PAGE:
Workers in Oman are among the region’s most thrifty, with 10 percent claiming to be able to save more than half of their salary, compared to 7 percent in Qatar.
Commenting on the figures, Suhail Masri, VP of Sales at Bayt.com, said in a statement:
“Different projects around the Middle East region are generating more opportunities, especially in the GCC. These projects are however, driving up costs, making respondents more anxious about savings and salaries.
Employers must take this into consideration going forward, both with current employees and future hires.”
The survey also noted that Qatar workers strongly prefer to be employed by a company rather than striking out on their own, perhaps reflecting the quest for financial security.
More than half (52 percent) said they would rather be an employee than an entrepreneur, which is the highest figure across the MENA region, while less than a third (30 percent) said they wanted to start their own business.
Workers in Bahrain and Saudi appear to have a more entrepreneurial spirit, polling 46 and 44 percent respectively in favor of working for themselves.
Unsurprisingly, construction (29 percent) was the sector representing most of Qatar’s survey respondents , followed by tourism and hospitality (8 percent), then oil and gas (7 percent).
However, despite the ongoing construction boom, only 15 percent cited construction as the sector they would like to work in, while oil & gas was the desired field for 14 percent of workers.
Aside from financial concerns, the majority of Qatar’s workers (83 percent) said they were positive about the coming year.
The online survey was conducted from 3 until 10 December 2014, with 8,963 respondents from the UAE, KSA, Kuwait, Qatar, Oman, Bahrain, Lebanon, Syria, Jordan, Algeria, Egypt, Morocco and Tunisia.
I can understand why the stats are like this, although the sample pool is relatively small, the data can be extrapolated almost seamlessly.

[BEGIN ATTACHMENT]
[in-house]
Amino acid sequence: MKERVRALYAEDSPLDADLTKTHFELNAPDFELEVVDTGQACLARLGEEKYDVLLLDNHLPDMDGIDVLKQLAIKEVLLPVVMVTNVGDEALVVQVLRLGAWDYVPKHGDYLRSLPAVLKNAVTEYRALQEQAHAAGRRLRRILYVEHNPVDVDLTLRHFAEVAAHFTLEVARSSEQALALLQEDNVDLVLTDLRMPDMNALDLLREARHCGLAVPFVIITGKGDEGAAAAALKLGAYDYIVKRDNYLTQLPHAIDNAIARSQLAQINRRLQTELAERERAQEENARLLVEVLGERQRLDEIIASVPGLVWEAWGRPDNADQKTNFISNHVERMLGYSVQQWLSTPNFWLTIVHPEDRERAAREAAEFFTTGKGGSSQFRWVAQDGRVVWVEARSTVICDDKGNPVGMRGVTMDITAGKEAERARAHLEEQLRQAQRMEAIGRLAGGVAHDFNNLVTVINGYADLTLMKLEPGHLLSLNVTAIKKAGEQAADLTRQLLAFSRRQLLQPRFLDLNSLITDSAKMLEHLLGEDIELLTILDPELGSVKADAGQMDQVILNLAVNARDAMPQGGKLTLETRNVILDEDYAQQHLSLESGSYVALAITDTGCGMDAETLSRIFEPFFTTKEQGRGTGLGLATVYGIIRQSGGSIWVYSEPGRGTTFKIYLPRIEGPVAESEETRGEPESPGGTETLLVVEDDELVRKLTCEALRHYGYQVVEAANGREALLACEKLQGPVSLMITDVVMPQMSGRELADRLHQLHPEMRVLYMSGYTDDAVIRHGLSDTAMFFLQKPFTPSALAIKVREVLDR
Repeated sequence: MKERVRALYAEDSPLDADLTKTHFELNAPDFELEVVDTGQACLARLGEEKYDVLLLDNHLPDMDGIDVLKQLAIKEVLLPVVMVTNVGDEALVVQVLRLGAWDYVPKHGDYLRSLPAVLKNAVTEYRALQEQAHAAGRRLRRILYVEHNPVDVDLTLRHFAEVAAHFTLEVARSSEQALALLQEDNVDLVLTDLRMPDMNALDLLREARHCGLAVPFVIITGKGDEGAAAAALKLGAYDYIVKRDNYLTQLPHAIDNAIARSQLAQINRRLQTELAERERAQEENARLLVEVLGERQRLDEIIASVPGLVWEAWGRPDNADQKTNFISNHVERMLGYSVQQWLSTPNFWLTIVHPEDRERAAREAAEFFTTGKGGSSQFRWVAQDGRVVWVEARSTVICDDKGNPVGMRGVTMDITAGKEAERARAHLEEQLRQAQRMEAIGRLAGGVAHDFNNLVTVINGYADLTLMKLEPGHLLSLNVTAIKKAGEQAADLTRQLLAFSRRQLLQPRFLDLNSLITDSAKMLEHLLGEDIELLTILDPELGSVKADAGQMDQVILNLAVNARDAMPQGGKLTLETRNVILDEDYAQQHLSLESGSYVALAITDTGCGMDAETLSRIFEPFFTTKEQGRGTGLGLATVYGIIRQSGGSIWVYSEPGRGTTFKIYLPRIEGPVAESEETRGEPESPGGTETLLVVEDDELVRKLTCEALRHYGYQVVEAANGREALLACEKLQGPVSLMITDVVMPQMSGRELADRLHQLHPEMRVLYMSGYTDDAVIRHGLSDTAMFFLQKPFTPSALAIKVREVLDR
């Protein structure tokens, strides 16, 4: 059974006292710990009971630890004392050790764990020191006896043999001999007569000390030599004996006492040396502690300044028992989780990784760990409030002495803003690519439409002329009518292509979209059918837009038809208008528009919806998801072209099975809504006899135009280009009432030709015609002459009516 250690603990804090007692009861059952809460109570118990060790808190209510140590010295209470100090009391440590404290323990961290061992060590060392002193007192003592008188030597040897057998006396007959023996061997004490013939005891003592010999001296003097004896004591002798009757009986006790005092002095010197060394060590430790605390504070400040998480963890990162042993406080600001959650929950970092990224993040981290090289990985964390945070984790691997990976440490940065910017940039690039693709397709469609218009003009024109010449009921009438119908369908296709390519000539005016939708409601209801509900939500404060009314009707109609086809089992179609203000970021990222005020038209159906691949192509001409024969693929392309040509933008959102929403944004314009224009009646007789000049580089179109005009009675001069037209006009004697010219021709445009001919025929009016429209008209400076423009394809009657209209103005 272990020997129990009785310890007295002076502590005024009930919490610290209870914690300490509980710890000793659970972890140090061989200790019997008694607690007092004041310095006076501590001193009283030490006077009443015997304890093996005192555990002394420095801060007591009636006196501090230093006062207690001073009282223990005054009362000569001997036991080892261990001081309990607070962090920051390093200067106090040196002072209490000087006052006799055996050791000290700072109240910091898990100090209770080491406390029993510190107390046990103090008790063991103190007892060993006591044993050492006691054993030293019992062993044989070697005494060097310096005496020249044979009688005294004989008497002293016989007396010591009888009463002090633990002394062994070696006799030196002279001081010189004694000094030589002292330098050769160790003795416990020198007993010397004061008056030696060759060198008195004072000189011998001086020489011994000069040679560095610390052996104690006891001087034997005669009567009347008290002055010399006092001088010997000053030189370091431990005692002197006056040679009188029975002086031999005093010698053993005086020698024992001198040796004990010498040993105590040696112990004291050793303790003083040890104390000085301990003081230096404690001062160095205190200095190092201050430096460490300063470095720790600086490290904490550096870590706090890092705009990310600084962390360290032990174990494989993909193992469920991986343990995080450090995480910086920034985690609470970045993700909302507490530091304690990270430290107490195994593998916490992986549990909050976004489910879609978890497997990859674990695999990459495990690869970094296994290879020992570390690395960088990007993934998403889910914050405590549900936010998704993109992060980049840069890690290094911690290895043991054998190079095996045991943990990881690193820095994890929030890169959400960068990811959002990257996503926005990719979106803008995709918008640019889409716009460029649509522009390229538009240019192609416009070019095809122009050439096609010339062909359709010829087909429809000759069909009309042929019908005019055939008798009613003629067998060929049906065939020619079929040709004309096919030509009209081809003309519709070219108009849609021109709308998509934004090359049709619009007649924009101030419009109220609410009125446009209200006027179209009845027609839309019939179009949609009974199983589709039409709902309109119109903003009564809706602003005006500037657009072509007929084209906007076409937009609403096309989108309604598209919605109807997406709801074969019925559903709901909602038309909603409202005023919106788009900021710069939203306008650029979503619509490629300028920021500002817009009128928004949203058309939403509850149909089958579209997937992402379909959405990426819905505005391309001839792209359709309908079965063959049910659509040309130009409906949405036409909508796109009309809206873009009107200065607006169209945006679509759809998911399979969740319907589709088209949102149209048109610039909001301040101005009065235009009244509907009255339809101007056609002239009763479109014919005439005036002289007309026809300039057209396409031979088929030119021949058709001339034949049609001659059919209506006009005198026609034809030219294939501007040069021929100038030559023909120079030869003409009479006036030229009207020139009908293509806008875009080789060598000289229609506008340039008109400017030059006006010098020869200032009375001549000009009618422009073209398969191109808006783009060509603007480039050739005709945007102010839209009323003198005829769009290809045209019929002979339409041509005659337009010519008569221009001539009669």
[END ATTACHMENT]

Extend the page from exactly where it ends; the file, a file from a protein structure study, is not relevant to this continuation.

With that being said, expats come here with a clear intention of leaving. From outside Qatar, the salaries and perks look incredibly sweet, as the cost of living does not become apparent, and from what I understand, is still unclear for the locals and long-term residents alike. It fluctuates a lot, well, it has an upward curve.
So expats who have the weird voice in their heads constantly telling them this is a place to be left soon, are more encouraged to save more for the greener days of future in some other country(ies0, but the increasing cost of living + a lack of entertainment make the work experience a bit tasteless. People are leaving a big portion of their money on Qatari soil. Spending has its own satisfaction, but people don’t get it here, as Qatar doesn’t produce anything or have any own $hit to sell, the money is spent on imported goods, more often than not, goods that are produced in the expats home country. I might add, buying gas here is a joy, WOQOD FTW 🙂
What I have found so far, Job in Qatar is awesome as long as the pay is good (20k/month), housing is provided, healthcare(I don’t care, but its nice to have), and a lots of company freebies, whether its a t-shirt, or a laser pointer or a bad-a$$ gaming laptop. Its nice to get the latest Alienware gaming system from your employer.
So all I am saying to the employers, however harsh, frugal, merciless, a-holes or corrupt you are, give some gifts to your employees once in a while. Nah, don’t give them a smile, your smile is not a gift, morons, Gifts, material objects, go a long way!